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Near Silverton in San Juan County, Colorado — The American Mountains (Southwest)
 

Mayflower Mill Tailing Ponds

 
 
Mayflower Mill Tailing Ponds Marker image. Click for full size.
Photographed By James Hulse, July 6, 2021
1. Mayflower Mill Tailing Ponds Marker
Inscription.  

What are Tailings?
In the Silverton region, ore generally contained. only about 5% valuable metals, typically a mixture of lead, zinc, copper, silver, and gold. Most mines sent their ore to a nearby processing plant, known as a mill, which crushed the rock into fine particles and then separated the metal by floating it to the surface in specially designed tanks. On its way through the mill, each ton of ore yielded a small amount of metal and a large amount of wet, sand-like material called tailings.

The Mayflower Mill Tailings Ponds
When the Mayflower Mill began operation just up the road from this site in 1930, the mining industry customarily disposed of its tailings by dumping them into the nearest river. But the Mayflower's superintendent and part owner, Charles A. Chase, took an unusual stand: "Because of my personal repugnance for the lack of consideration of the public interest involved in this practice, I undertook to withhold from the Animas River the tailings of our new project."

Borrowing some techniques and inventing others, Chase in 1935 created a successful, on-land disposal
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system that impounded wet mill tailings in dam-like structures known as tailings ponds. After the ponds dried out, the tailings were left high above the river in the shape of tall, sandy mounds. As the mining industry became more environmentally conscious, impoundment became a standard tailings disposal technique.

The two mounds directly before you are remnants of Chase's pioneering work of the 1930s and 1940s. Among the earliest engineered tailings ponds in the Rocky Mountain mining districts, they make this locale a significant historic site for both the American environmental movement and the country's mining industry.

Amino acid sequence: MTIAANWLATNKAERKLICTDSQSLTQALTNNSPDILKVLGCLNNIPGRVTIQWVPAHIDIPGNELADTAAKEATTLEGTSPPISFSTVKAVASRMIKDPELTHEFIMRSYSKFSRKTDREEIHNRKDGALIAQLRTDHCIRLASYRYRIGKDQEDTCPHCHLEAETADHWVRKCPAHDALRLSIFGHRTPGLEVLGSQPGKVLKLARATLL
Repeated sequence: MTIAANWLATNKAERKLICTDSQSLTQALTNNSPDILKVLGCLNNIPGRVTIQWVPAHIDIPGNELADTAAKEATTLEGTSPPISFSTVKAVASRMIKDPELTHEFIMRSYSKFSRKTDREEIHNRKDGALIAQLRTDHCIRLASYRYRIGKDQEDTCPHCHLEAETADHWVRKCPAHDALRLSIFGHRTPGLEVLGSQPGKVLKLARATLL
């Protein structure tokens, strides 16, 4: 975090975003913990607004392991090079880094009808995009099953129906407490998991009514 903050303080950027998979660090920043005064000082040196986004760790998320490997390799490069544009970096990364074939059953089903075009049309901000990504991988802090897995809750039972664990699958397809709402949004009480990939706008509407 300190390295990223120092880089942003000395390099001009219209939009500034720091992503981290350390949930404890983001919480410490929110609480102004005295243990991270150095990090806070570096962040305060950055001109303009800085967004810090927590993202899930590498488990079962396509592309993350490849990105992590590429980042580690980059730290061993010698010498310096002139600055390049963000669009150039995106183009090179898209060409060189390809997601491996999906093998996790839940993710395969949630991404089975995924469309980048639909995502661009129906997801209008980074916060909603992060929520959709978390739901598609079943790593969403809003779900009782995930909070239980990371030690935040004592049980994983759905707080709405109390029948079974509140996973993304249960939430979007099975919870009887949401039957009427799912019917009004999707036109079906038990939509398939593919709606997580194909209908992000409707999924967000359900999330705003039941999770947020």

Captions
1. The Mayflower Mill, c. 1940. The tailings ponds (center background) were located downhill from the mill to allow gravity disposal of the tailings.
(Charles A. Chase Photo, Courtesy of San Juan County Historical Society)
2. Tailings Pond No. 1, c. 1940.
(Charles A. Chase Photo, Courtesy of San Juan County Historical Society)
3. Tailings Pond No.1 in its early stages, c. 1935. The wooden flume deposited wet tailings from the Mayflower Mill. As the solids settled out, the tailings grew into a sandy mound.
(Charles A. Chase Photo, Courtesy of San Juan County Historical Society)

 
Erected by San Juan County Historical Society.
 
Topics. This historical
The Mayflower Mill Tailing Ponds Marker is located on the far left of the four markers image. Click for full size.
Photographed By James Hulse, July 6, 2021
2. The Mayflower Mill Tailing Ponds Marker is located on the far left of the four markers
marker is listed in these topic lists: EnvironmentIndustry & Commerce. A significant historical year for this entry is 1930.
 
Location. 37° 49.441′ N, 107° 38.081′ W. Marker is near Silverton, Colorado, in San Juan County. Marker is on County Highway 2, 0.4 miles west of County Highway 52, on the right when traveling east. The marker is located next to several other markers at a small parking lot on the south side of the road. Touch for map. Marker is in this post office area: Silverton CO 81433, United States of America. Touch for directions.
 
Other nearby markers. At least 8 other markers are within 2 miles of this marker, measured as the crow flies. Mayflower Mill (here, next to this marker); Tailings Ponds Reclamation (here, next to this marker); Wealth of Mining History (here, next to this marker); Arrastra Gulch (approx. half a mile away); San Juan County Memorial (approx. 1˝ miles away); Silverton Northern Caboose 1005 (approx. 1.6 miles away); S.R.R. Caboose (approx. 1.6 miles away); San Juan County Historical Society Museum (approx. 1.6 miles away). Touch for a list and map of all markers in Silverton.
 
The view of the four markers from the parking lot image. Click for full size.
Photographed By James Hulse, July 6, 2021
3. The view of the four markers from the parking lot
The view of the Mayflower Mill Tailing Ponds image. Click for full size.
Photographed By James Hulse, July 6, 2021
4. The view of the Mayflower Mill Tailing Ponds
 
 
Credits. This page was last revised on July 21, 2021. It was originally submitted on July 21, 2021, by James Hulse of Medina, Texas. This page has been viewed 909 times since then and 61 times this year. Photos:   1, 2, 3, 4. submitted on July 21, 2021, by James Hulse of Medina, Texas.

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Feb. 21, 2024